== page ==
The eyes are the windows to the soul. Eyes are also the possible places where excess fats can be deposited. There are different conditions which are associated with fat deposits on the eye,
- Fatty deposits in the eyes, no matter which portion of the eye is affected, could be potentially dangerous considering as they could eventually lead to blindness. Still, blindness due to fatty deposits is quite rare.
- The fatty deposits could be referred to as pinguecula.
- These fatty deposits will often occur near the cornea. The deposits appear yellow and thick though these could also look whitish.
Fatty Deposit on Eyelid
Occasionally fat deposits may be seen on the eyelids,
- The fatty deposits found at the eyelids are termed xanthelasmas.
- These fat deposits are not harmful. Also, these do not cause blindness and other complications in the eyes.
- These fat deposits are often caused by high levels of cholesterol in the body. Thus, these could be prevented by changing one’s diet to reduce the levels of bad cholesterol in the bloodstream.
- Still, the fat deposits do not go away on their own. Thus, cosmetic surgery might be the only option for the patient to be able to get rid of this problem.
Fatty Deposit On Eyeball
- The eyeball may store fatty deposits. This is a common occurrence in the older population though there are younger people also affected by this ailment.
- This is often due to tissue damage due to exposure to ultraviolet radiation from the sun, dryness, and other forms of damage.
- The tissue damage is often just temporary but if the patient is constantly exposed to these damaging factors, the damage could worsen.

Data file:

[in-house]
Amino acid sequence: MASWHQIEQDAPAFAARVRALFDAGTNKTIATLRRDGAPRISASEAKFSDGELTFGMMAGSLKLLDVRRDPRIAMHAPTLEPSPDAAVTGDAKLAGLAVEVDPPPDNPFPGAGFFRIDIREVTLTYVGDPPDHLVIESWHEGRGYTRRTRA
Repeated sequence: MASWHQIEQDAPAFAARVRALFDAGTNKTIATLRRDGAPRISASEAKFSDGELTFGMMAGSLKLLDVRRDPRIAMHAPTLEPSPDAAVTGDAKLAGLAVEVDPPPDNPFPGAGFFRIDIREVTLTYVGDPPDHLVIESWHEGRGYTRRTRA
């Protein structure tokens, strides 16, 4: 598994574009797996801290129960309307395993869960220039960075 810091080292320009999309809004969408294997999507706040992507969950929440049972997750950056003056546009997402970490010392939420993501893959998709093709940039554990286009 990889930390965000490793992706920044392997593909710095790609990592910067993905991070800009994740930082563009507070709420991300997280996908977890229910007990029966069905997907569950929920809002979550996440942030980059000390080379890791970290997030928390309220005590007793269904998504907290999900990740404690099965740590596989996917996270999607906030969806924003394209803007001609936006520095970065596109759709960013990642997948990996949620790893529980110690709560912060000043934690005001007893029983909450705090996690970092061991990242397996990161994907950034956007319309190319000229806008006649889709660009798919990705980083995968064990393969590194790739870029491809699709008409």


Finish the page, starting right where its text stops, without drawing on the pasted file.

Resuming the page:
- It may take just a day for the fatty deposits to appear but weeks or even months for these to go away. However, it is also possible that the deposits will become a permanent feature in the eyeballs.
Causes And Treatment For Fatty Deposit On Eye
- There are many possible reasons for these fatty deposits to appear. Foremost, it is because of the excess levels of fats in the body.
- Another reason for the appearance of these deposits is prolonged exposure to the sun. Wearing sun protective gear is recommended.
- Vitamin A deficiency is also a culprit. Increase the intake of foods that are high in Vitamin A. While vegetarian sources like carrots, capsicum, etc are good, non vegetarian sources like liver, meat, etc can increase the risk of vitamin toxicosis.
- Treatment options include avoiding exposure to the triggers as well as using lubricating drops to shrink the deposits.
- If all else fail, the patient could always opt for surgical or cosmetic removal.